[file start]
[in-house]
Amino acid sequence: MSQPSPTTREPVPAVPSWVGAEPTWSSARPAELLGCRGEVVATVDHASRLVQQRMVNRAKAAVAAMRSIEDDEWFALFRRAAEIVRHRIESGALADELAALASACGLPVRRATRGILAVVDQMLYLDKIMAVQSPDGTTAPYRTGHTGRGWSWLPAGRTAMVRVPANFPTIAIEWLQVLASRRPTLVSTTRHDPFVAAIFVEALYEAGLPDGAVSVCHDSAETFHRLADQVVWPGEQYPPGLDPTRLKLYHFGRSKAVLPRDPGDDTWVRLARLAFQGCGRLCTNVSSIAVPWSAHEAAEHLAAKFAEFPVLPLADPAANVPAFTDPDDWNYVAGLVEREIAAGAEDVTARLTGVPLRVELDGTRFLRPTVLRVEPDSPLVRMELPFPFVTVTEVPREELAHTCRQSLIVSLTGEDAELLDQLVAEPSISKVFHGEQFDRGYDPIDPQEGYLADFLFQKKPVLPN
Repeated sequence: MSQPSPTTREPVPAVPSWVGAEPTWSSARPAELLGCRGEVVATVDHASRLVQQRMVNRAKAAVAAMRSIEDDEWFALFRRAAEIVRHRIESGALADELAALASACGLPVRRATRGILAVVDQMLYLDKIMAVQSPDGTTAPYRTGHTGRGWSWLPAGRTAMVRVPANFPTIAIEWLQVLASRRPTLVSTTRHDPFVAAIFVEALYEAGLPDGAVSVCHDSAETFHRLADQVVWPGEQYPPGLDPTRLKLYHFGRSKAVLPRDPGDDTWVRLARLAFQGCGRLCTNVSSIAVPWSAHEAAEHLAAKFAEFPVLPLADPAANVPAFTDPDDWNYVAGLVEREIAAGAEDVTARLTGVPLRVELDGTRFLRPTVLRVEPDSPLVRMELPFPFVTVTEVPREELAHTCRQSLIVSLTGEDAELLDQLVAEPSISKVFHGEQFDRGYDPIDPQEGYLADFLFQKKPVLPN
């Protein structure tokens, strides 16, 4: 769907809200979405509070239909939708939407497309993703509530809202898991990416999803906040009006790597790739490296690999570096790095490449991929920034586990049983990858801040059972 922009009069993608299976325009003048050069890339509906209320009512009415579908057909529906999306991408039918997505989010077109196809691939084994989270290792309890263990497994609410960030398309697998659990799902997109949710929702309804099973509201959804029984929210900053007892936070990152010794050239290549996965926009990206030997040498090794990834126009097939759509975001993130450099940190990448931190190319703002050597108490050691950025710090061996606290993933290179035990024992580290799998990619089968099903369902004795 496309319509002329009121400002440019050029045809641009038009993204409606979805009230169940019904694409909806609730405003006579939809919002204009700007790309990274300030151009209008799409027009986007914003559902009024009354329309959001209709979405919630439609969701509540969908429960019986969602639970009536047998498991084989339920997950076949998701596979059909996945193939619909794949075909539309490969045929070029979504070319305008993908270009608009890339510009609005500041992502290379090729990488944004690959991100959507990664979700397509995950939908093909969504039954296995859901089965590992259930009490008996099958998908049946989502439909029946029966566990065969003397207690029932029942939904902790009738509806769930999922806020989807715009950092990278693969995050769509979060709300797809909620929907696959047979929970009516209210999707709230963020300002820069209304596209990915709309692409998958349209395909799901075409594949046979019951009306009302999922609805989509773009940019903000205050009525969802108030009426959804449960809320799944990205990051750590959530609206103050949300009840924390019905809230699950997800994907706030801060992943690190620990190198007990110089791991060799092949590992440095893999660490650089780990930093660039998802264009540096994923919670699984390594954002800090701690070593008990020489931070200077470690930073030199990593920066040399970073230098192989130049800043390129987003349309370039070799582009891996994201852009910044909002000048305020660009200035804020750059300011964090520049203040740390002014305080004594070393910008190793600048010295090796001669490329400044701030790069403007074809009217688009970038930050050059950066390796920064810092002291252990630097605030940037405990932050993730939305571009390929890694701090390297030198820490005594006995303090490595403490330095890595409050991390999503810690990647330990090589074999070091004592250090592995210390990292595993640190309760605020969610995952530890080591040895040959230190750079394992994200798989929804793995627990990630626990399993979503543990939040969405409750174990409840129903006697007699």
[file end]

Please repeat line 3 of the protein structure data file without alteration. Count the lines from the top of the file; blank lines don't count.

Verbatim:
Repeated sequence: MSQPSPTTREPVPAVPSWVGAEPTWSSARPAELLGCRGEVVATVDHASRLVQQRMVNRAKAAVAAMRSIEDDEWFALFRRAAEIVRHRIESGALADELAALASACGLPVRRATRGILAVVDQMLYLDKIMAVQSPDGTTAPYRTGHTGRGWSWLPAGRTAMVRVPANFPTIAIEWLQVLASRRPTLVSTTRHDPFVAAIFVEALYEAGLPDGAVSVCHDSAETFHRLADQVVWPGEQYPPGLDPTRLKLYHFGRSKAVLPRDPGDDTWVRLARLAFQGCGRLCTNVSSIAVPWSAHEAAEHLAAKFAEFPVLPLADPAANVPAFTDPDDWNYVAGLVEREIAAGAEDVTARLTGVPLRVELDGTRFLRPTVLRVEPDSPLVRMELPFPFVTVTEVPREELAHTCRQSLIVSLTGEDAELLDQLVAEPSISKVFHGEQFDRGYDPIDPQEGYLADFLFQKKPVLPN